• James D.
        July 24, 2017, 4:53 pm

        Hey Jessica, one additional thing you may want to consider suggesting to your clients with similar floor plans is not placing the loft all the way against the back wall unless they intend to have a window there…

        Even a foot forward means you have room to mount the bathroom vent in the ceiling, directly over the bathtub/shower and you’ll have a wider range of vent options that’ll work with that arrangement…

        While the rest of that space can be used to create a closet or other storage for the loft…

        The design also allows you options like enclosed showers as well and can provide better moisture control…

        The stairs are better if you don’t go all the way up and rather leave a standing platform most of the way up that will make it easier to get in and out of the loft without needing to balance and allows for a shorter run of stairs so they don’t need to be a steep… and this also lets you bring the loft forward without needing to move the stairs closer to the door…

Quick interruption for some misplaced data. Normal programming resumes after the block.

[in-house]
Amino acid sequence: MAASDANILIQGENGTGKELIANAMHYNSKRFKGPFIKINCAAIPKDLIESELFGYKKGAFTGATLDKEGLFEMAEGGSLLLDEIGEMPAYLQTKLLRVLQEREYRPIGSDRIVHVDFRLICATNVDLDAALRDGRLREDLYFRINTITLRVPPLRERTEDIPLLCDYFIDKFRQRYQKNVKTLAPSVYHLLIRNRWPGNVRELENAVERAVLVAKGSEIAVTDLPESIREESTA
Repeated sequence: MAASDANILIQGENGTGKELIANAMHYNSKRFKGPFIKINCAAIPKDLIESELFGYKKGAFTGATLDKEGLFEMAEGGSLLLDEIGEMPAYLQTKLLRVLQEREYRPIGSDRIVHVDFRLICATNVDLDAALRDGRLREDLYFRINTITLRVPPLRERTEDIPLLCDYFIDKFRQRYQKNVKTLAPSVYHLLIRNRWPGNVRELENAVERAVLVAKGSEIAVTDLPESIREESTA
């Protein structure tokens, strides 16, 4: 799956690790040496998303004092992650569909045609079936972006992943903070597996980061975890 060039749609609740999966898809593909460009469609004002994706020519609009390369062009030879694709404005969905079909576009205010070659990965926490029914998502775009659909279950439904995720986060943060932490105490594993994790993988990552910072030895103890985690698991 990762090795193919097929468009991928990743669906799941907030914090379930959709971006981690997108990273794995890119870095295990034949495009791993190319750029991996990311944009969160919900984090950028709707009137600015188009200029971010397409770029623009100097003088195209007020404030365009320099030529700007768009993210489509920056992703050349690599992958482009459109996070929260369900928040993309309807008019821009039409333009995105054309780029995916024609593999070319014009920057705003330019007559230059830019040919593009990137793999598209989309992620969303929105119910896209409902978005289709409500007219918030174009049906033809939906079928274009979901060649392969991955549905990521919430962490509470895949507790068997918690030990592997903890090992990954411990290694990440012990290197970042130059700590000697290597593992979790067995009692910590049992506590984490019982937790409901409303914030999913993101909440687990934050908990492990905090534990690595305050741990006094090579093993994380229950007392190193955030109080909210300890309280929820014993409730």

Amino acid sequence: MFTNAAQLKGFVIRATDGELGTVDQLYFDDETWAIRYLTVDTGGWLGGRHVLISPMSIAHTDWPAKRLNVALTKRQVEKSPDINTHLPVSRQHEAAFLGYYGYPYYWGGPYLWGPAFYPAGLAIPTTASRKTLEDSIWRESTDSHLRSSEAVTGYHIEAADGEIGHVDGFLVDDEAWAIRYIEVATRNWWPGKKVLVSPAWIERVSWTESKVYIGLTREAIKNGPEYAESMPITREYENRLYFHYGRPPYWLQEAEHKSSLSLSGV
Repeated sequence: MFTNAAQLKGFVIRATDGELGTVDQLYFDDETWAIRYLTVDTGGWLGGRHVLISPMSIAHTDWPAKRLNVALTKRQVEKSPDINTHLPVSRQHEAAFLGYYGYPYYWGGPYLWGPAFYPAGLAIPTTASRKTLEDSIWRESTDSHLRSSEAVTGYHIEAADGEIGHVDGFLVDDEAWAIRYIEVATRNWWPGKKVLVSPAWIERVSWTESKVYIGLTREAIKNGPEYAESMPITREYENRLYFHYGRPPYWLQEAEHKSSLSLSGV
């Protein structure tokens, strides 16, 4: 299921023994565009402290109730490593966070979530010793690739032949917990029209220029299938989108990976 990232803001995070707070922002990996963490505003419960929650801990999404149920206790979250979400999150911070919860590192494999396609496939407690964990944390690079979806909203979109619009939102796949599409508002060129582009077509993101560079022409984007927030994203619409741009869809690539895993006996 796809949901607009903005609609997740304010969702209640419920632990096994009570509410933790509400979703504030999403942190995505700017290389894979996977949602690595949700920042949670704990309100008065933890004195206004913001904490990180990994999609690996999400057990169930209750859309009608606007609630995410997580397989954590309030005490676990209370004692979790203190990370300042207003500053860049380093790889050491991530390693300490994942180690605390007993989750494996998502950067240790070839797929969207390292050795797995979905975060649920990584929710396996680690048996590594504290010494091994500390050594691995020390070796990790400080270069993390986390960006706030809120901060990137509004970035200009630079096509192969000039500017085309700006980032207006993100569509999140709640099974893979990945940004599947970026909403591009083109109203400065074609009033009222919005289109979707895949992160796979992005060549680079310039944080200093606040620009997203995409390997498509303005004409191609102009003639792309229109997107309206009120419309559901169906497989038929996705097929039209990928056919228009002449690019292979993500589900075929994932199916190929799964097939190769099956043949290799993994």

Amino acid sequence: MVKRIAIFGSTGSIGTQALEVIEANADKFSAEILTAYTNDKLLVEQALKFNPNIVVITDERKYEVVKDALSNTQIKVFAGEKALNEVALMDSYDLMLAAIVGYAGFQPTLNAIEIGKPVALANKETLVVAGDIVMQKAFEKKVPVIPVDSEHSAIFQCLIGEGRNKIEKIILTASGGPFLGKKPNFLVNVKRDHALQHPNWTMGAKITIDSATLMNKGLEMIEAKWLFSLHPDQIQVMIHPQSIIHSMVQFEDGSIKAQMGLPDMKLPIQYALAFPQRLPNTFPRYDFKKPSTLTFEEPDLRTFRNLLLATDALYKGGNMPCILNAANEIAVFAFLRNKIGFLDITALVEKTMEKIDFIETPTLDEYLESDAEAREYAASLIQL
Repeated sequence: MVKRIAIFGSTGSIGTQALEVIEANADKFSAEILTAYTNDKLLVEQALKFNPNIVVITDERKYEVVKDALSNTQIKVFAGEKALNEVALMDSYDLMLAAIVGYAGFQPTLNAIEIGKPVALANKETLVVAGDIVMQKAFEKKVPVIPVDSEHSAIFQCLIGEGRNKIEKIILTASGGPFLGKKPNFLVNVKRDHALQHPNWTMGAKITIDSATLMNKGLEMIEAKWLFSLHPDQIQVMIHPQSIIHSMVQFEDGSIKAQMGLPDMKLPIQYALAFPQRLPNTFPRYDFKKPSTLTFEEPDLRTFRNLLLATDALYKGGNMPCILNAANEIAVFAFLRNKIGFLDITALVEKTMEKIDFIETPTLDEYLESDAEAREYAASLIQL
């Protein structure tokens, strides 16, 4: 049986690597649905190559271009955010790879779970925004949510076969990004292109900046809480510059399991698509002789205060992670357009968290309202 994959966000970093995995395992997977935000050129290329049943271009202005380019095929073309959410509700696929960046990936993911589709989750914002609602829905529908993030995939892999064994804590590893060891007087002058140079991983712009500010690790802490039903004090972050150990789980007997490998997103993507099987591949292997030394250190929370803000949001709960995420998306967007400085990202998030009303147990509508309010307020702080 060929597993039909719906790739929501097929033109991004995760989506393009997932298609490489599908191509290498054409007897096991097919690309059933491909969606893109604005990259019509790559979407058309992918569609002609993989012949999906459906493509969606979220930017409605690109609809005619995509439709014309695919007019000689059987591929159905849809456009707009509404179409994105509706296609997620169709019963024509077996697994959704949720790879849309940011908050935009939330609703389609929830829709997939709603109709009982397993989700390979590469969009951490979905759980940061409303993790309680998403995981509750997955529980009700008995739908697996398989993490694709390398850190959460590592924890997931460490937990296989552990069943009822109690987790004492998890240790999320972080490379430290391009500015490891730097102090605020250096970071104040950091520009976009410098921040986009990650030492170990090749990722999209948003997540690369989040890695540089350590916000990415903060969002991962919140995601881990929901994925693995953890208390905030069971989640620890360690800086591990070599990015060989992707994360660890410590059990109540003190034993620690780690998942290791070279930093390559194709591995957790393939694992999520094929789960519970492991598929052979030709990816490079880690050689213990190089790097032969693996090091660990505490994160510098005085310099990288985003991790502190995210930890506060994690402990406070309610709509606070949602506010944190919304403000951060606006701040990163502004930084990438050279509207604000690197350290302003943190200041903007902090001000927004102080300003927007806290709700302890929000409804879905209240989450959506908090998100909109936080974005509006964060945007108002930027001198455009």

Btw, nice touch with the ornate features… Is that horse head a door stop or does it move with the door?

  • Gina
    July 24, 2017, 4:50 pm

    It’s aesthetically pleasing, very bright and airy with lots of storage space. Love the built-ins next to the couch. However, it seems impractical in that it has this huge kitchen space with no oven and no dining table/area. Also no desk/work space. There’s a great tub, but no medicine cabinet or mirror, a small vanity, and not even a towel rack in the bathroom. There is also no real seating space for guests except the stairs. Why do the couch cushions go only slightly more than halfway across the couch?